2. Very compelling post this morning. As Harley gets older I am learning to appreciate his new “mature” outlook on life. For instance, when it’s raining extremely hard Harley will look at me as if to say: “it’s cool, we don’t have to go out right now :)” Love it!
    Groovy Goldendoodles recently posted…ME AND MY GHOUL-FRIENDS | WORDLESS WEDNESDAYMy Profile

  3. It’s great that you’ve highlighted all these benefits. I know there are tons of people who don’t have the time/energy to keep up with a puppy but would still love the companionship of a dog. A senior dog could be a perfect fit.

  4. I love the seniors and would like to adopt one someday. I’m really having a hard time deciding if my next dog should be a puppy, middle-aged or a senior and if I should adopt it while Ace is still around. I guess it’s hard to know what to do! But, for me, the seniors are the best because of the points you made. They are generally less energy and less likely to get in trouble. And they are almost always potty trained. I like to keep my life as stress-free as possible, so that’s one of the reasons I’m drawn to adopting a senior dog.
    Lindsay recently posted…Can you believe these embarrassing cat stories? #CatPawMy Profile

  5. I think seniors are so great. I love what you said about how adopting is driven by the needs of your existing pets…that is so true. We opted to adopt a puppy because Cricket can have issues with other dogs and we thought she’d more willingly accept a puppy that she could teach. But I wouldn’t hesitate to adopt a senior if they did fit in (plus we already had 3 seniors at that time!).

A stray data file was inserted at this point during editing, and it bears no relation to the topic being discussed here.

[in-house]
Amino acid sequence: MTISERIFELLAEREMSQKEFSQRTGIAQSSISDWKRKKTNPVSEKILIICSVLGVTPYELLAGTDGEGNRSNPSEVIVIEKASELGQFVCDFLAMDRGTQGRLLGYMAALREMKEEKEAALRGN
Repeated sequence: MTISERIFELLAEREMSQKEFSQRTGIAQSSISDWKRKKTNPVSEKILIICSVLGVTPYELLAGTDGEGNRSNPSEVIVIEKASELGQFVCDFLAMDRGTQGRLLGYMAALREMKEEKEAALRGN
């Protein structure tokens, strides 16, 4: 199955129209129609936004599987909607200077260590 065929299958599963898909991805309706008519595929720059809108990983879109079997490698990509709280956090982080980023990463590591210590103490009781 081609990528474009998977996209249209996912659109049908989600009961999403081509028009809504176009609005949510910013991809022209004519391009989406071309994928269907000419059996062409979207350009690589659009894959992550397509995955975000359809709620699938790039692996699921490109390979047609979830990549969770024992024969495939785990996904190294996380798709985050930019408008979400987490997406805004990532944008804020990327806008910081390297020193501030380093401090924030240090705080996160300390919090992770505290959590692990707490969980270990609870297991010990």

I was also glad you said that seniors don’t need a special diet, other than cutting back on calories. That is what I thought but never really had it confirmed.
    Jan K recently posted…Wordless Wednesday – Birthday BestMy Profile

  6. All great reasons for adopting a senior dog. Thanks so much for joining the Barks and Bytes hop.
    2 brown dawgs recently posted…Thursday Barks And Bytes–A Howling Good Give-AwayMy Profile

  7. I’ve discovered I’m not a puppy person. I love puppies, of course. But I love them more when they belong to other people. When we brought a dog home, she was well beyond the puppy stage. We’re all happy!
    Heather recently posted…The Art of NegotiationMy Profile

  8. I wish so much that more people would consider senior pets. Wonderful post
    ღ husky hugz ღ frum our pack at Love is being owned by a husky!
    Jenna,Mark “HuskyCrazed” Drady recently posted…SpOoKy HuSkY HaLlOwEeNMy Profile